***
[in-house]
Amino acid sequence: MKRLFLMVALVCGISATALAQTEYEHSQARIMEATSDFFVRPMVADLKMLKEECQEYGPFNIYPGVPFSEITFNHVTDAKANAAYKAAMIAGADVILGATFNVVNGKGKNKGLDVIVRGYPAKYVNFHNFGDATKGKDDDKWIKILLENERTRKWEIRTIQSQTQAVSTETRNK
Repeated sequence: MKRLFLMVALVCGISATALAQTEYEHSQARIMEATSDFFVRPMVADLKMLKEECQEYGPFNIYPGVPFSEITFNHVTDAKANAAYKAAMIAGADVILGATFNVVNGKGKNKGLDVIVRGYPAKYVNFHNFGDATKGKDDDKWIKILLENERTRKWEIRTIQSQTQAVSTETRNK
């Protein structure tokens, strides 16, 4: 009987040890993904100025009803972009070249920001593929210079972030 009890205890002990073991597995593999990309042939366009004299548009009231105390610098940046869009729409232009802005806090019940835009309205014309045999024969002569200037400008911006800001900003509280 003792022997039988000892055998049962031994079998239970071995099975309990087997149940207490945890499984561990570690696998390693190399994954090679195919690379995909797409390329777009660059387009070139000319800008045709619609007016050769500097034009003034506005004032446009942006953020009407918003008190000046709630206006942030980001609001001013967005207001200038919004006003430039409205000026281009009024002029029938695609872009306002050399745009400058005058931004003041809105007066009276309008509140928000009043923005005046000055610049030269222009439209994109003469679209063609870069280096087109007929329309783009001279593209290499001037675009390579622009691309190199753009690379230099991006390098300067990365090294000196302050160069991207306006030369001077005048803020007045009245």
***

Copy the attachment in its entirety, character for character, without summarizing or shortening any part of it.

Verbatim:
[in-house]
Amino acid sequence: MKRLFLMVALVCGISATALAQTEYEHSQARIMEATSDFFVRPMVADLKMLKEECQEYGPFNIYPGVPFSEITFNHVTDAKANAAYKAAMIAGADVILGATFNVVNGKGKNKGLDVIVRGYPAKYVNFHNFGDATKGKDDDKWIKILLENERTRKWEIRTIQSQTQAVSTETRNK
Repeated sequence: MKRLFLMVALVCGISATALAQTEYEHSQARIMEATSDFFVRPMVADLKMLKEECQEYGPFNIYPGVPFSEITFNHVTDAKANAAYKAAMIAGADVILGATFNVVNGKGKNKGLDVIVRGYPAKYVNFHNFGDATKGKDDDKWIKILLENERTRKWEIRTIQSQTQAVSTETRNK
């Protein structure tokens, strides 16, 4: 009987040890993904100025009803972009070249920001593929210079972030 009890205890002990073991597995593999990309042939366009004299548009009231105390610098940046869009729409232009802005806090019940835009309205014309045999024969002569200037400008911006800001900003509280 003792022997039988000892055998049962031994079998239970071995099975309990087997149940207490945890499984561990570690696998390693190399994954090679195919690379995909797409390329777009660059387009070139000319800008045709619609007016050769500097034009003034506005004032446009942006953020009407918003008190000046709630206006942030980001609001001013967005207001200038919004006003430039409205000026281009009024002029029938695609872009306002050399745009400058005058931004003041809105007066009276309008509140928000009043923005005046000055610049030269222009439209994109003469679209063609870069280096087109007929329309783009001279593209290499001037675009390579622009691309190199753009690379230099991006390098300067990365090294000196302050160069991207306006030369001077005048803020007045009245």